1. Patient Demographic Characteristics

A total of 87 female CD patients and 87 healthy controls were included in the final analysis. The demographic and clinical characteristics are presented in Table 1. The median CD duration was 6.1 years (range, 0.3-15.6 years). Forty-three CD patients were in an active disease state and 44 were in remission. Seven CD patients had not used any medical treatment. The remaining patients had received at least 1 month of medical treatment prior to blood sample collection, including 11 patients who received 5-aminosalicylic acid (5-ASA), 5 patients who received steroids, 39 patients who received azathioprine (AZA), 21 patients who received thalidomide, and 4 patients who received infliximab.

2. AMH levels in CD Patients and Healthy Controls

The comparison and distribution of serum AMH levels in CD patients and matched healthy controls are presented in Fig. 1A. The mean serum AMH level in CD patients (2.47±2.08 ng/mL) was significantly lower than that of the control group (3.87±1.96 ng/mL, P<0.001). In the paired comparison, statistical difference was also found between CD patients and matched controls (P<0.001) (Fig. 1B). When groups were divided based on age, serum AMH levels were comparable between CD patients and healthy controls for patients younger than 25 years old (4.41±1.52 ng/mL vs. 3.49±2.10 ng/mL, P=0.06), however, serum AMH levels were significantly lower in CD patients older than 25 years (P<0.05 for all comparisons) (Fig. 1C).

3. Correlation between Clinical Characteristics and AMH Levels

The mean AMH level for the 43 CD patients in an active disease state was 1.34±1.39 ng/mL, a lower value than both the 44 patients in remission (3.52±2.09 ng/mL, P<0.001) and the control group (3.87±1.96 ng/mL, P<0.001) (Fig. 2A). CD patients in a mildly active disease state showed higher serum AMH levels than patients in a moderately/severe active disease state (1.64±1.45 ng/mL vs. 0.38±0.34 ng/mL, P=0.007) (Fig. 2B).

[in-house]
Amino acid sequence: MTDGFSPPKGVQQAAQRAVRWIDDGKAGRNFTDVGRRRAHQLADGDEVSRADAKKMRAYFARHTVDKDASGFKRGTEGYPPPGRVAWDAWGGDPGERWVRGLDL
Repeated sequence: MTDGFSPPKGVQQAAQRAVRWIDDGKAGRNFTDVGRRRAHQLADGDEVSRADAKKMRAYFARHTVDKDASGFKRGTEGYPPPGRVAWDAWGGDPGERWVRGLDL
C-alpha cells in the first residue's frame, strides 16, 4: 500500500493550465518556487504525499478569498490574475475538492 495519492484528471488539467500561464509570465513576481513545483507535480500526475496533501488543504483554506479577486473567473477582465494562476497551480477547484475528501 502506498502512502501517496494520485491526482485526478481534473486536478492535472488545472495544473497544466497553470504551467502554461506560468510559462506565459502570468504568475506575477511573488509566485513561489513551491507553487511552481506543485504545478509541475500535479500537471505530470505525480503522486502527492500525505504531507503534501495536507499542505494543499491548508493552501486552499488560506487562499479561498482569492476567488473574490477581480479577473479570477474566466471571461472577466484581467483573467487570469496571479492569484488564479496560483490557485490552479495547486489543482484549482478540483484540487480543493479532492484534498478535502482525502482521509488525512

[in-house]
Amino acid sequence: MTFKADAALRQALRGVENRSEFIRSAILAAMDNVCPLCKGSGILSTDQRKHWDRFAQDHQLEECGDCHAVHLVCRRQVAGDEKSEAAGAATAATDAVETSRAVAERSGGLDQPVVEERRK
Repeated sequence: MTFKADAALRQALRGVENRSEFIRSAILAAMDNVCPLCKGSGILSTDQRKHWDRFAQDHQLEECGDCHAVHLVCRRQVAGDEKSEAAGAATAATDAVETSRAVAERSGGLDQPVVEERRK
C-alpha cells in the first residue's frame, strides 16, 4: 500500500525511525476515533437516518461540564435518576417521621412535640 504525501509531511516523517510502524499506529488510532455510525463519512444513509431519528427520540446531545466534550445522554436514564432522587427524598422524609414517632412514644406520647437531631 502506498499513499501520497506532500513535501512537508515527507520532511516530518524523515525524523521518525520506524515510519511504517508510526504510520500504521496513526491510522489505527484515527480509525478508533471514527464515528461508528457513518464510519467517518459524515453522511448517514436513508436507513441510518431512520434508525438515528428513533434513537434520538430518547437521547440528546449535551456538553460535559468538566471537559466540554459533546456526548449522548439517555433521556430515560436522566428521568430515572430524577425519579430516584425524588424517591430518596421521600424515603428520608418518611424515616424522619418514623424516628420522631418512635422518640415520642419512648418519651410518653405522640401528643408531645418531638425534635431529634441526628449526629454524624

Although the serum level of AMH was significantly lower in patients with stricturing CD (B2; 1.22±1.25 ng/mL) compared with non-stricturing/penetrating CD (B1; 2.83±2.12 ng/mL, P=0.006) (Fig. 2C), no significant difference was found between patients with non-stricturing/penetrating (B1) and penetrating CD (B3) patients (2.24±2.29 ng/mL, P=0.418). CD patients with perianal disease (1.57±1.71 ng/mL) had lower serum AMH levels than patients without perianal disease (2.80±2.12 ng/mL, P=0.015) (Fig. 2D). When assessing disease location, we found that patients with ileocolonic CD (L3) were more likely to show lower serum AMH levels (2.02±1.94 ng/mL) than patients with ileal CD (L1; 2.73±2.08 ng/mL, P=0.192) or colonic involved CD (L2; 2.97±2.23 ng/mL, P=0.081). However, none of these comparisons were statistically different (Fig. 2E).